Ruddy makes valuable points, but his essay suffers from a lack of clarity and balance. He complains that too few theologians write about issues of concern for the contemporary church, but this is clearly not the case. I know many theologians who engage in public theological discussions, both in print and at conferences, that appeal to a broad audience. Theologians are not professional journalists, but most are willing to contribute to popular journals when they think they have something to say that will shed light on an important issue. And no wonder some theologians have reservations about taking a public stance on a contentious issue. Had Charles Curran stayed in a scholarly "cocoon," he would not have been dismissed from The Catholic University of America. But more to Ruddy’s point, contributing to popular journals is neither more nor less "ecclesial" than publishing in scholarly journals. Writing an essay for Theological Studies or the Heythrop Journal contributes to the life of the church, even if it is not something folks will mention over the dinner table or at the neighborhood block party. John Courtney Murray’s famous Theological Studies articles on religious liberty may not have been immediately discussed in rectories or from pulpits, but they had a major, long-term impact on the life of the church. Theologians, after all, are called to contribute to theological knowledge for its own sake. As in the other liberal arts, theology is not merely a means, as Cardinal Newman observed in the The Idea of a University, but "an end sufficient to rest in and to pursue for its own sake." Newman’s view seems to contrast sharply with Ruddy’s, who, in demanding that theology be "relevant," adopts an American pragmatic approach to the value of the discipline. True, we value theology for its positive effects on the life of the church, but we also recognize, with Newman, that it ought to be valued for its own sake.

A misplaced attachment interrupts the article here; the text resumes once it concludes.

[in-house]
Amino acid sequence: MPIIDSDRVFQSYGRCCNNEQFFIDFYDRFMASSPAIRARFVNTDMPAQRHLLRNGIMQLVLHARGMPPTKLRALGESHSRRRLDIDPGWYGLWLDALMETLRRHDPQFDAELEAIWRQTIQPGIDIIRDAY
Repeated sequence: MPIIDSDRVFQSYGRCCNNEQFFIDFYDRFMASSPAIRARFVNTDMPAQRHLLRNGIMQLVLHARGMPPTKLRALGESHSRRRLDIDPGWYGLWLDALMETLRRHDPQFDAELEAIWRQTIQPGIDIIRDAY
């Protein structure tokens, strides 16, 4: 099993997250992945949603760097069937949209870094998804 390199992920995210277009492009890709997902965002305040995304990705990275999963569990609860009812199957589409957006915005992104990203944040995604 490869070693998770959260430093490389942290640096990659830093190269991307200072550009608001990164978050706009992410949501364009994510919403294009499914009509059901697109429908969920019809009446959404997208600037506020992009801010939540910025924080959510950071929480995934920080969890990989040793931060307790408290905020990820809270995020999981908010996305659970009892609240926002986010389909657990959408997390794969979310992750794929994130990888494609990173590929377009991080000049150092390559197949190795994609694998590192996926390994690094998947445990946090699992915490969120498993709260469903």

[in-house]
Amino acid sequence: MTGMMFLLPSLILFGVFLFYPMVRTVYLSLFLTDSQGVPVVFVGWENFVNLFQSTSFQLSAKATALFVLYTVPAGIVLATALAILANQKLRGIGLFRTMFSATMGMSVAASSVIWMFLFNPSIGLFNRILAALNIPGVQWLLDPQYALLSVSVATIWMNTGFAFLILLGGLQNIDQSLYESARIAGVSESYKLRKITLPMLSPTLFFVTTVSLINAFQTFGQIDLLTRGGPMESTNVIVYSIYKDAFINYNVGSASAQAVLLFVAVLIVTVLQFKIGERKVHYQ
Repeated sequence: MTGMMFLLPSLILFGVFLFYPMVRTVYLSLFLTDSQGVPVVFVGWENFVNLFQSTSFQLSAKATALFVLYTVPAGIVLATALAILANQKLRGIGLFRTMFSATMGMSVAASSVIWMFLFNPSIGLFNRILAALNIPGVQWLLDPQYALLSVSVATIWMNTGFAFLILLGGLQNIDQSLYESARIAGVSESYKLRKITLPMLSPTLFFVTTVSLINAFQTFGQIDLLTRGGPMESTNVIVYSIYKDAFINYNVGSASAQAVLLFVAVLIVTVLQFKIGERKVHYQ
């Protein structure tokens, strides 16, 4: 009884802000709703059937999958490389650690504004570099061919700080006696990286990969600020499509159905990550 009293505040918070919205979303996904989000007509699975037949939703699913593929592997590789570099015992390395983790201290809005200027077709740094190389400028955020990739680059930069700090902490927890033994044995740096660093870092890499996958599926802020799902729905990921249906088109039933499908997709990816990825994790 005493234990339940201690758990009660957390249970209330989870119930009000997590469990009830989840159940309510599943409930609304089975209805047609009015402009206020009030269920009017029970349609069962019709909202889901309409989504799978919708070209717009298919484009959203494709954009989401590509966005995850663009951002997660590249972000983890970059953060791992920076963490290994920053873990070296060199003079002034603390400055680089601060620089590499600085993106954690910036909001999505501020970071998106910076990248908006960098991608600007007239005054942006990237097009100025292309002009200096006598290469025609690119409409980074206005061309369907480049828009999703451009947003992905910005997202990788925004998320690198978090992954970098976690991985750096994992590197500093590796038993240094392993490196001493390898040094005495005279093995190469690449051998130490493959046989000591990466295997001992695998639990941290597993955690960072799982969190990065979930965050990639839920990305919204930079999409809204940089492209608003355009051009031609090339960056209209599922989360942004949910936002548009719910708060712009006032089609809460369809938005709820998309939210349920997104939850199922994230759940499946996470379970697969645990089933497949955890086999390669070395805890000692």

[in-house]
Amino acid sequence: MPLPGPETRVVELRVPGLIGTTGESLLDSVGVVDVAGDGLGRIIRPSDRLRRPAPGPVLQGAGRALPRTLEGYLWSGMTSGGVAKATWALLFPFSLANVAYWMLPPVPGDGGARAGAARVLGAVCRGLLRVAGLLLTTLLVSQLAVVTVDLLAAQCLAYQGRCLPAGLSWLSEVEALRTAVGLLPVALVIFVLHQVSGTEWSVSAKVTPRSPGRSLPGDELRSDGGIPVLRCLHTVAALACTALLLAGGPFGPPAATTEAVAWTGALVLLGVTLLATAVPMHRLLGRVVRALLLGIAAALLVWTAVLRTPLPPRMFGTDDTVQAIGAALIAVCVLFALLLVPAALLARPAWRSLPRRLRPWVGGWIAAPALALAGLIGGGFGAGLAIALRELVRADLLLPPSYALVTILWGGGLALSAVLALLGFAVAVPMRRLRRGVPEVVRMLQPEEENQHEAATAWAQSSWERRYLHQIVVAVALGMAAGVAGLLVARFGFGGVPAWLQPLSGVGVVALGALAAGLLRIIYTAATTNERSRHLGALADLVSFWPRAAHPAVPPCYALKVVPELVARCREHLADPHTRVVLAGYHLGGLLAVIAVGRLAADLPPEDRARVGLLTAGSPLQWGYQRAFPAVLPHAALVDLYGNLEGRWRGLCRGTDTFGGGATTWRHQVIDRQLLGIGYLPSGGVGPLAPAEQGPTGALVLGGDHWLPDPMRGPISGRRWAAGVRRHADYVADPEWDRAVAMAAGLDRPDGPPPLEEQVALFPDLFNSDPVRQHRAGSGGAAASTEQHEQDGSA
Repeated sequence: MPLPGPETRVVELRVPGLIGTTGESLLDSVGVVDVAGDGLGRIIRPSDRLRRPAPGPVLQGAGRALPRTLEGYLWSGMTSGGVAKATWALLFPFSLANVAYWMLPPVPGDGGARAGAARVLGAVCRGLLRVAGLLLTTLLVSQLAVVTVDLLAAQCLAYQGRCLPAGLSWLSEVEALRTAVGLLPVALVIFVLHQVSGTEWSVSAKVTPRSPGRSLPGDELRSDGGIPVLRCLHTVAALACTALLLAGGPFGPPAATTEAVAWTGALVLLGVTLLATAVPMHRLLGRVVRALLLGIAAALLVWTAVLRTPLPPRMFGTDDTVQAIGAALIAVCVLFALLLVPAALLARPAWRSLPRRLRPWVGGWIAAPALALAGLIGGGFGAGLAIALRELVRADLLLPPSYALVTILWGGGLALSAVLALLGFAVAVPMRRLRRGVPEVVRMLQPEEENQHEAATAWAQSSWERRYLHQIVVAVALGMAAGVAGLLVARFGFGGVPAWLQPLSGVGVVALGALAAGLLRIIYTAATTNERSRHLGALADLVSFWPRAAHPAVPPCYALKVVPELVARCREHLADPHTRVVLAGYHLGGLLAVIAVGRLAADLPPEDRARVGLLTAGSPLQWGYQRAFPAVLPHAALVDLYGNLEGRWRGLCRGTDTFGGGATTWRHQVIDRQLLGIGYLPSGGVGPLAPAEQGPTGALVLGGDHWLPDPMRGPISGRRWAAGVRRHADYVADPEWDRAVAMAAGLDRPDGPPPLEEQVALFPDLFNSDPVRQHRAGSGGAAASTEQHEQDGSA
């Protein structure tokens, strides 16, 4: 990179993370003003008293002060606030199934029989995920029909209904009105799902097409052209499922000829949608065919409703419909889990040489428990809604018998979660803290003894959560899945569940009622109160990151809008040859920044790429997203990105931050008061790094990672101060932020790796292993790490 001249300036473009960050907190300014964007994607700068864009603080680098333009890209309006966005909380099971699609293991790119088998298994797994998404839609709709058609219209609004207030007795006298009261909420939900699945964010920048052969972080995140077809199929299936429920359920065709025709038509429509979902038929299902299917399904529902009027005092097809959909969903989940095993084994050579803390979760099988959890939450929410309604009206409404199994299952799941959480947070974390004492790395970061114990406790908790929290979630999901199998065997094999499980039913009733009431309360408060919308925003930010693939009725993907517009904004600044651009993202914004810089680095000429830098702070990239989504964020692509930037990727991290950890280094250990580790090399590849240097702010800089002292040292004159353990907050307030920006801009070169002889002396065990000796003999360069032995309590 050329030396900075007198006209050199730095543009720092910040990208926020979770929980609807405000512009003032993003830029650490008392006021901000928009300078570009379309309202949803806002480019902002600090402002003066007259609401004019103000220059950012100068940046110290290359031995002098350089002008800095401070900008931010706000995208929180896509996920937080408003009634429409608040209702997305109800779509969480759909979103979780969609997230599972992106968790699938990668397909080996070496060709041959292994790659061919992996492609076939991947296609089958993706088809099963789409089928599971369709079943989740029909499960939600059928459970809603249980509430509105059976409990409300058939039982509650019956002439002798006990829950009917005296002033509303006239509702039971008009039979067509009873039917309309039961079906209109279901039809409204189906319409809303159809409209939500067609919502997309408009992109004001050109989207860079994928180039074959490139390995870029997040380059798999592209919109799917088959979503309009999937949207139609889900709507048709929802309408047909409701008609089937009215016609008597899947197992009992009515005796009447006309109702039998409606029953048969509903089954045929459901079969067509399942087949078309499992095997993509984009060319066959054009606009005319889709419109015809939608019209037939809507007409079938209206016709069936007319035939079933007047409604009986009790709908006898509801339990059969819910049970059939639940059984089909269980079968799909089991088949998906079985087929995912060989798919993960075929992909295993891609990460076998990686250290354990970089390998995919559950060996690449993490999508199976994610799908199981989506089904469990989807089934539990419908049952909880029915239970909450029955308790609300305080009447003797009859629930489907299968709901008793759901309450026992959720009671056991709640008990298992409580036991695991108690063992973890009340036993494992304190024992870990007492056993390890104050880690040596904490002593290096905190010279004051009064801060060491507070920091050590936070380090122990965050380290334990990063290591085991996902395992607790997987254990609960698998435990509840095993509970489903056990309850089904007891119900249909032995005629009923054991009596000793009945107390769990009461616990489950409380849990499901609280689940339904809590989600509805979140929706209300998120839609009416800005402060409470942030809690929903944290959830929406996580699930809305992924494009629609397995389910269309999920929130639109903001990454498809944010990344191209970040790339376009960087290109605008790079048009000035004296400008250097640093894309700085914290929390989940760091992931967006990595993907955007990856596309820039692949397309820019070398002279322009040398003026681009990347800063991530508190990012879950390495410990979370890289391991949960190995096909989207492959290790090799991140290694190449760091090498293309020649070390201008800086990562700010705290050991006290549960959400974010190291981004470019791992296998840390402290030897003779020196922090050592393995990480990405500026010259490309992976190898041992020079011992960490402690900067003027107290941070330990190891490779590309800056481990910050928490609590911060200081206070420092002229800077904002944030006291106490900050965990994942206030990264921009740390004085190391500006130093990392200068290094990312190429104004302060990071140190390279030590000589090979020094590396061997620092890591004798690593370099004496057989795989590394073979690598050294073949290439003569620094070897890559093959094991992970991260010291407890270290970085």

An additional consideration: The serious study of theology takes a great deal of time, training, and focused energy. To produce a sound, informed, and scholarly article, say, on Saint Thomas Aquinas’s theory of the soul, is not the same exercise as cranking out an op-ed piece on the rescue of Elián González. The scholarly training that is essential to theological studies—in languages, history, doctrine, philosophy, etc.—takes many years to master. In fact, it continues throughout a theologian’s career. Graduate students and junior professors are wisely advised to devote their time and energy to developing scholarly skills so that some day they will become competent, productive theologians. How else, given theology’s richness and complexity, will young theologians be able, as Ruddy desires, "to pass on the church’s liturgical and social riches to our own and future generations"? Perhaps Ruddy is correct in saying that the mandatum will not drive away young theologians from Catholic settings (though I have my doubts, and even some anecdotal evidence, to the contrary). But changing the criteria for tenure and promotion to give priority to popular writing and speaking would, over the long haul, have the effect of "dumbing down" faculties of theology, and it would seriously compromise the academic credibility of theology as a discipline that belongs on university campuses.